Kerala’s forest cover may be extremely fragmented and prone to recurrent human-animal conflict, but it continues to be home to a thriving tiger population, an extensive study by the state’s forest department shows.
Conducted over the course of a year in 2017-18, the All Kerala Tiger Monitoring Programme identified a total of 176 individuals, 75 of them within the confines of the Wayanad Wildlife Sanctuary (WWS) alone, based on camera-trap images. In fact, the WWS, part of a large forest complex in the Western Ghats, could hold the single largest population of the big cat in the country and perhaps even in the world. The Periyar and Parambikulam Tiger Reserves recorded 25 individuals each.
At a time when tigers in India are faced with stark challenges with respect to habitat loss and poaching, these numbers from the forest department study are affirmative. While the study was conducted in all forest divisions, including areas outside of tiger reserves, not all locations in these divisions could be covered, due to a variety of reasons. For example, the forest divisions north and south of Nilambur in Malappuram district are considered to support a good population of wild cats, but owing to Maoist threats, camera traps couldn’t be installed in these divisions. An abstract report of the study said if camera traps were to be deployed systematically in all forest divisions without gaps, the tiger population would have crossed 200 in the state.
“The objective of the study was to find out if tigers are present in all the forested regions of Kerala, and if so, what’s the approximate numbers and how healthy the forest ecosystem is. It also indicates what course of action we need to undertake to protect this ecosystem,” said BN Anjan Kumar, chief conservator of forests (wildlife), who headed the team, said.
“From this study, we can point to certain landscapes in Kerala where tiger presence has been confirmed. Since the tiger is an apex predator, it will indicate the health of the ecosystem such as the presence of a proper food chain. This helps us divert our resources and manpower to prioritize the tiger-dominated landscapes and protect the cats,” he added.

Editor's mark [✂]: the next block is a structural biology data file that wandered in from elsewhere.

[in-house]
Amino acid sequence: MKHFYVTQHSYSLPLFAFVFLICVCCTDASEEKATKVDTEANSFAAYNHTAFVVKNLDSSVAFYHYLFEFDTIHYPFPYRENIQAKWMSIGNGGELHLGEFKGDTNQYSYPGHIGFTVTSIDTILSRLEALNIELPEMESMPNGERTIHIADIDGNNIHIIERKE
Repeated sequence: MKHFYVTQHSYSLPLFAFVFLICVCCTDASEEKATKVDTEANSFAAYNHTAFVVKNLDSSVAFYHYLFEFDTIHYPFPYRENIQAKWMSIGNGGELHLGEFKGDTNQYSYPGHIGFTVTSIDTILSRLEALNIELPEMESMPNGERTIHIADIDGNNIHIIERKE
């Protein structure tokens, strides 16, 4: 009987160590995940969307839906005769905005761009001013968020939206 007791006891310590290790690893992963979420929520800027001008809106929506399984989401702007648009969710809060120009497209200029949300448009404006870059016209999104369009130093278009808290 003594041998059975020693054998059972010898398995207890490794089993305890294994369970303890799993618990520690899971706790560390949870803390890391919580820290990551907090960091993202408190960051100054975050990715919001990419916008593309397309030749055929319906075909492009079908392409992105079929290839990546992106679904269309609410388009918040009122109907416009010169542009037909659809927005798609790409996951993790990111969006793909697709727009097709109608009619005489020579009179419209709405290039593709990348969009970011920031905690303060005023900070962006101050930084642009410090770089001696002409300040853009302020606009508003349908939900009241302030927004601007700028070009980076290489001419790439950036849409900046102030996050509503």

It took Kumar’s team of around 500 forest officers nearly a year to set up 1640 camera trap stations covering around 9400 square kilometers of forest area in Kerala and a further six months to sort the images. The camera traps were set for a month. Locations were ascertained by thoroughly checking trek routes, forest roads and animal corridors for signs such as pugmarks, scrapes, scratches, kills and sounds. When tigers pass in front of the cameras, the sensors detect motion and the cameras are triggered to take photos. The cameras were also designed to capture presence of co-predators and prey species such as Gaur, Sambar, wild dog, leopards, mongoose, sloth bear, porcupine and pangolin. Forest guards and watchers had to sort through nearly two million photographs captured by the cameras. Individuals were marked and identified with the help of their stripes and coat colour.
Of the 1640 camera trap stations, tigers were captured in 369 stations (22.5%), out of which more than one individual was captured in 156 stations. If WWS shone through for it’s potential of hosting a big cat population, not a single tiger was recorded in forest areas under the Idukki wildlife sanctuary. Leopards were captured on 70% of the camera trap stations across Kerala, including in regions adjoining urban areas.
“Demographic simulation studies by Kenny el.al. (1995) and Karanth and Stith (1999) suggest that cubs (< a year old) may comprise roughly 25% of a healthy tiger population. Thus, the forest of Kerala is home to a total of about 250 individuals that should have either part of or entire home ranges within the Kerala forests,” the abstract report said.